Philadelphia’s Mo Lowda & the Humble are no strangers to Charleston, or most other cities in the U.S., for that matter. Back in April of 2018, the band had a mini residency at The Royal American, playing two shows at the venue exactly one week apart. Then, in November, they returned to play another show at Royal with Charleston’s Human Resources and Drew Beskin from Atlanta.
Before their Royal American show in November, I linked up with the Mo Lowda boys on the venue’s back porch. We sat down with a few beers and a few plates of food and spent some time hanging out and talking about life on the road as well as some of their plans for the future of the band. Our conversation flew off the rails rather quickly, but everybody knows the best interviews are the ones that don’t go according to plan.
To kick things off, I asked Mo Lowda about how they were first introduced to the Charleston music scene.
“The first time we ever played in Charleston was the worst show of all time,” began vocalist and guitarist Jordan Caiola. “There were no people there. It was our first time playing here, and nobody knew us. It was our first tour, I think.”
The show that Jordan was referring to was a February 2016 show at Tin Roof, where Mo Lowda & the Humble opened for Nashville’s SIMO. At the time, Mo Lowda had only released one album, their debut Curse the Weather, and they were gearing up for the release of their 2016 EP, Act Accordingly. If the crowds at their past three Royal American shows are any indicator, it’s clear that they’ve climbed a few rungs on the ladder of success since then.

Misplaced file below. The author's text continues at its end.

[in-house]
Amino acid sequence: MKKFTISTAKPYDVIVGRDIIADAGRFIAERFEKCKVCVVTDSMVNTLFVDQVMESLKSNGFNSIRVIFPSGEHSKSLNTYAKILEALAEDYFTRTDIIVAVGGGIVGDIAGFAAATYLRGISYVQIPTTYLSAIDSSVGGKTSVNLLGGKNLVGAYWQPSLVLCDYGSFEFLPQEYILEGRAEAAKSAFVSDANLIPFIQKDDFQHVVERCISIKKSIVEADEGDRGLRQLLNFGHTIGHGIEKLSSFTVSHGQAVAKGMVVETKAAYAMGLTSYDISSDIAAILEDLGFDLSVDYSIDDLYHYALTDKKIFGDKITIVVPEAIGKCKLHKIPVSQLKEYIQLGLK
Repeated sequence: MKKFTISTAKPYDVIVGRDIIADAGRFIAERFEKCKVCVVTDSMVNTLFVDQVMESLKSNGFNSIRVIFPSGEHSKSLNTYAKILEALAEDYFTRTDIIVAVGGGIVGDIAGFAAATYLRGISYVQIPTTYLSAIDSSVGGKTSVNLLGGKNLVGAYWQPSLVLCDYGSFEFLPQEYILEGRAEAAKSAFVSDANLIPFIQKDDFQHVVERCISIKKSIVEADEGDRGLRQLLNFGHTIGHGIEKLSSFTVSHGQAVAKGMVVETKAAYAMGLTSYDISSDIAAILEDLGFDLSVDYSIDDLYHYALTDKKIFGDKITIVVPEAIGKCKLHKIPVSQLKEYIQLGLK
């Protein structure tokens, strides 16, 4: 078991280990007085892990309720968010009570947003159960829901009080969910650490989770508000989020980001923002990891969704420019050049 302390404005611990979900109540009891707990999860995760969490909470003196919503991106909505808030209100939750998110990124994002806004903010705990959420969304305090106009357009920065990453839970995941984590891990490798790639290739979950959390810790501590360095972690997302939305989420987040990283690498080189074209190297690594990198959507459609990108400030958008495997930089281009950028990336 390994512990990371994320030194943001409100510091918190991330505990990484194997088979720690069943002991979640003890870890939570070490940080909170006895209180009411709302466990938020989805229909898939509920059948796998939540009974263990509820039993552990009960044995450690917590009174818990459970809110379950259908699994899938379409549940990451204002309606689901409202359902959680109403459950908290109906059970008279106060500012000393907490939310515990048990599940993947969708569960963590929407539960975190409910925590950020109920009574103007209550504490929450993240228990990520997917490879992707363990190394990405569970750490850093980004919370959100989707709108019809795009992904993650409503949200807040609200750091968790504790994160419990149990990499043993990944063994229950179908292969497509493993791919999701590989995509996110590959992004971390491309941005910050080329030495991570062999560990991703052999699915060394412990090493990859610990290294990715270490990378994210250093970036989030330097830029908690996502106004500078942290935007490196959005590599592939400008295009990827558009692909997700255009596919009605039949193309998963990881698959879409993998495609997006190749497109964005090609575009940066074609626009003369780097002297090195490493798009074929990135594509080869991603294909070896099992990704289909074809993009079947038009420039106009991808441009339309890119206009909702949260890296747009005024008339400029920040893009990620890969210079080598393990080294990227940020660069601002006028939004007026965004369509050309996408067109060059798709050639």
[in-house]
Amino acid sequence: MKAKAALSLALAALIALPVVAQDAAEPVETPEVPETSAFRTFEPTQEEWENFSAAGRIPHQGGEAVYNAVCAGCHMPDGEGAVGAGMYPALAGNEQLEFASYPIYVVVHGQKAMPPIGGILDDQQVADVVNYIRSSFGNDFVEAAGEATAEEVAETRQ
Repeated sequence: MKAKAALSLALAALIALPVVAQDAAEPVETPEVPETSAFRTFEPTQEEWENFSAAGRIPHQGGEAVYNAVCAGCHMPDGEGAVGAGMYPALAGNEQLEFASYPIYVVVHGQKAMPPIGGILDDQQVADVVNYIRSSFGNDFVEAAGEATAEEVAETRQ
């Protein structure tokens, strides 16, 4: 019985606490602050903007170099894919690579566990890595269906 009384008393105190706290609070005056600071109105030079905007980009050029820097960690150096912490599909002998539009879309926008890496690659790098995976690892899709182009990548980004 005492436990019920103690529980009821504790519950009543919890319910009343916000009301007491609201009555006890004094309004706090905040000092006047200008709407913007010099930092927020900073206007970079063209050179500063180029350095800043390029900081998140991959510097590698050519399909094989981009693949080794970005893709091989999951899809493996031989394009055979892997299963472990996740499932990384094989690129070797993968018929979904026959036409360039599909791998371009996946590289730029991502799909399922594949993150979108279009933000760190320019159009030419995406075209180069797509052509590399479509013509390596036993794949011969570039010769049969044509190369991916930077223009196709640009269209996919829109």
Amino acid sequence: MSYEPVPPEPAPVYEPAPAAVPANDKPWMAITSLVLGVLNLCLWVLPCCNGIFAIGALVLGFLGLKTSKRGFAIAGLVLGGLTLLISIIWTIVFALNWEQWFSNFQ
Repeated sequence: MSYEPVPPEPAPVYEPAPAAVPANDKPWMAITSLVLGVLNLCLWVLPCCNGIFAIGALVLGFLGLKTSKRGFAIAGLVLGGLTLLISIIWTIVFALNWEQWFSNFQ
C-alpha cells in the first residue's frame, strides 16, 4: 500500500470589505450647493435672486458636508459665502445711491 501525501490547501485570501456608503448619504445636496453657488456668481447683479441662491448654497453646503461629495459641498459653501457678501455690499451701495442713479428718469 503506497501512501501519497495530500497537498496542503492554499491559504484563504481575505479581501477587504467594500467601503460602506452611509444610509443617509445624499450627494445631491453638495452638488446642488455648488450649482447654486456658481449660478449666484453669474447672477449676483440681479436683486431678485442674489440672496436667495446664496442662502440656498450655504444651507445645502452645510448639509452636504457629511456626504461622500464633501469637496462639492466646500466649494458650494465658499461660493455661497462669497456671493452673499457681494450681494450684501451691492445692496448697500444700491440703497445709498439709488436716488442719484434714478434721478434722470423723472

“Now we’ve kind of entrenched in the scene. We’re great friends with Little Bird, we know Little Stranger, The High Divers, The Artisanals. Bunch of bands out of here that we’ve become good friends with,” Jordan points out. “Every time we come down here we see the homies.”
At their Royal American show with Human Resources there were several people in the crowd who knew the words to Mo Lowda’s hits and were singing and dancing along to them. That’s a pretty big jump from that first show at Tin Roof just a few years back, and it is a testament to the value of networking on the road. If they hadn’t gotten familiar with Charleston’s music scene, it might have taken them much longer to pull a large crowd at Royal, if it ever happened at all. The same can be applied to any band touring in any city: it’s crucial to meet people while you’re there.
When I spoke with Mo Lowda, they were wrapping up the first leg of their winter tour and were gearing up to go home for the Holidays. In February of 2019, the band will embark on their first-ever European tour, which is something they were all very excited about. They have toured almost constantly for the past three years, and it doesn’t look like they plan to slow down at all going into 2019. Especially since they were just announced on the Firefly Festival Lineup a few weeks ago, which likely means they’ll be touring through the summer as well.
Our conversation on touring naturally spun off into a conversation about food, both on the road and in their hometown of Philadelphia.
“I want to say something for the record,” bassist Jeff Lucci began. “French onion soup is one of the most underrated, delicious meals you can have pre-meal. Which means it’s a great appetizer. It’s not labeled under appetizer sometimes. Sometimes it’s under Soups & Salads, but you know, it can double as an app.”
Jeff was eating The Royal American’s take on French Onion soup, which happens to be listed under Soups & Salads on their menu. Then, of course, the conversation turned to Philly Cheesesteaks.